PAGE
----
For a bird-watching exercise, you don’t see a lot of birds on the Twitchathon. If you’ve never heard of this obscure sporting event, it’s a race: teams of birders pile into their cars and tear around the state, attempting to see or hear as many species as possible within an eight or 24-hour period. Because time is of the essence, once a bird’s call is recognised, actually spotting it becomes redundant. It’s on the list: go!
For this year’s Victorian event on 7-8 November, coordinated by Birdlife Australia as a fundraiser for endangered species, I was in one of the handful of 24-hour teams: the Manky Shearwaters. (It’s a pun on a type of seabird, the Manx Shearwater.) Others were in the more civilised eight-hour race: the Lame Ducks; the Filthy Flockers, the Soft Cockatiels. I’m not sure what lends birders towards this kind of self-deprecation.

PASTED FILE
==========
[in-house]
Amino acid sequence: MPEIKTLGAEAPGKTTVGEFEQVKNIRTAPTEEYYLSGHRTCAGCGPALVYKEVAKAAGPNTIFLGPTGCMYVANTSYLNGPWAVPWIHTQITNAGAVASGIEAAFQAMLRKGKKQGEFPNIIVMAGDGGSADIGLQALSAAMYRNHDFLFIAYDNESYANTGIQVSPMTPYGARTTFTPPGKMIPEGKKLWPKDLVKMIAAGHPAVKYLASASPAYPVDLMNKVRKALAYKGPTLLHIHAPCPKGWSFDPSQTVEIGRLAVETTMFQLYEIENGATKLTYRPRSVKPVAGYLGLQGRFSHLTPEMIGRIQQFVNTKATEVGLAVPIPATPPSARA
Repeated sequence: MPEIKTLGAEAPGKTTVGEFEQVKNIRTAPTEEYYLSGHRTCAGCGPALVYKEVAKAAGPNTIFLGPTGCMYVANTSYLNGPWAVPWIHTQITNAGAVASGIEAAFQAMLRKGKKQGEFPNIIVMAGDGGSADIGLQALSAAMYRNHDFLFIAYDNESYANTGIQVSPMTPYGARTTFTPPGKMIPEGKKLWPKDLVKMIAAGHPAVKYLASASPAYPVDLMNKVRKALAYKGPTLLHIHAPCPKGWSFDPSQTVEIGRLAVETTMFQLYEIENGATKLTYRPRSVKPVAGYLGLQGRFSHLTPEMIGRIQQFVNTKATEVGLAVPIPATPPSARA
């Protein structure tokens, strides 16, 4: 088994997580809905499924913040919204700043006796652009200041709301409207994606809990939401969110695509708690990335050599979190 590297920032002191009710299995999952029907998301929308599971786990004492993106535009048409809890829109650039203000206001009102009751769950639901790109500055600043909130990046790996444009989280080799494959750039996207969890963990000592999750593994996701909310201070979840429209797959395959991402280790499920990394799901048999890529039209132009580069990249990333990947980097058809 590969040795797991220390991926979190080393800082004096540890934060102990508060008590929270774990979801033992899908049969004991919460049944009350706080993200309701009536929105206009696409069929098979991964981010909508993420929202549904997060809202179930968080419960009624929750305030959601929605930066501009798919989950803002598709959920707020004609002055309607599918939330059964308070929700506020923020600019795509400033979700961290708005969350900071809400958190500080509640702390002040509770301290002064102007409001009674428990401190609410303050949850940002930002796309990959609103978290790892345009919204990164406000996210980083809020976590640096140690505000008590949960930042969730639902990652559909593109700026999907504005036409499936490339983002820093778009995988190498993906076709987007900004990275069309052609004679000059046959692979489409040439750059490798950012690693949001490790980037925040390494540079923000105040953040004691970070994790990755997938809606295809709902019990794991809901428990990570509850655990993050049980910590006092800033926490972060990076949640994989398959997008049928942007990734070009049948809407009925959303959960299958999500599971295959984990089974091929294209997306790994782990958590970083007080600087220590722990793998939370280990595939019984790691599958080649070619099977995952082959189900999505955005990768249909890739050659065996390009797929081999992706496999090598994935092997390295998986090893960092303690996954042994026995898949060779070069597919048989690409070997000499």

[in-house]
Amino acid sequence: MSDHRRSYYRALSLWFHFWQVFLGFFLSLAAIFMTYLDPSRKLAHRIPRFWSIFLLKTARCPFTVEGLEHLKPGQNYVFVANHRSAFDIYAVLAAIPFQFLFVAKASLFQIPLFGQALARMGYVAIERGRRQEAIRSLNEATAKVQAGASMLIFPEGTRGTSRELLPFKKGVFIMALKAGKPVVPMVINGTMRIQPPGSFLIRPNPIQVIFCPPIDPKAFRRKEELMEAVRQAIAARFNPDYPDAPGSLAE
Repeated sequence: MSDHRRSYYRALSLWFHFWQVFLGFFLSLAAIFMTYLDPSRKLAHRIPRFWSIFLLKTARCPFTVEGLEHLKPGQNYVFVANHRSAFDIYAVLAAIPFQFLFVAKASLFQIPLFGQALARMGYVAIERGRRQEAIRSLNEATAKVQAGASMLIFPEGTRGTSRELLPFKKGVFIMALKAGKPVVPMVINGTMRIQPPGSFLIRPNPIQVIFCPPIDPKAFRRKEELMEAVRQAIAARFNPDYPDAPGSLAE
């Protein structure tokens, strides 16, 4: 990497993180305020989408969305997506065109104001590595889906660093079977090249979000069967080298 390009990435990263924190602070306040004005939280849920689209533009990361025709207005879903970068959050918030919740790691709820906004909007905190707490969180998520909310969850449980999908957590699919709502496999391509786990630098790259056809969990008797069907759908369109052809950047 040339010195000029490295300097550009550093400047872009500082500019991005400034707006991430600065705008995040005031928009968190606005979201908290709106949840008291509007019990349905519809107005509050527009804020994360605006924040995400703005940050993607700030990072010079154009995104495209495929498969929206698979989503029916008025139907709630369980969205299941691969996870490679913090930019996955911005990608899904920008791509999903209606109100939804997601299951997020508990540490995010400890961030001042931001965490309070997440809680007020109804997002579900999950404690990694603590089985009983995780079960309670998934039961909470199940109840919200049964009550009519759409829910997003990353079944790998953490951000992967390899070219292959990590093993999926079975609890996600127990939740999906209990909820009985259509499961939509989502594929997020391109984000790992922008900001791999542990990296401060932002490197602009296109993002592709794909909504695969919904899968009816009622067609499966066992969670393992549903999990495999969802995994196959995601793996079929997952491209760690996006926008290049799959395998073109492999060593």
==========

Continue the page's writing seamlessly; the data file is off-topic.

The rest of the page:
There’s a hint of madness about the 24-hour version, though, which has necessitated some safety modifications over the years. Once, teams finished at the offices of what used to be Birds Australia, in the Melbourne suburb of Camberwell. With teams driving around the clock and totals docked by one bird for every five minutes after the appointed time, it was a speed and fatigue-fuelled lawsuit waiting to happen.… Read more..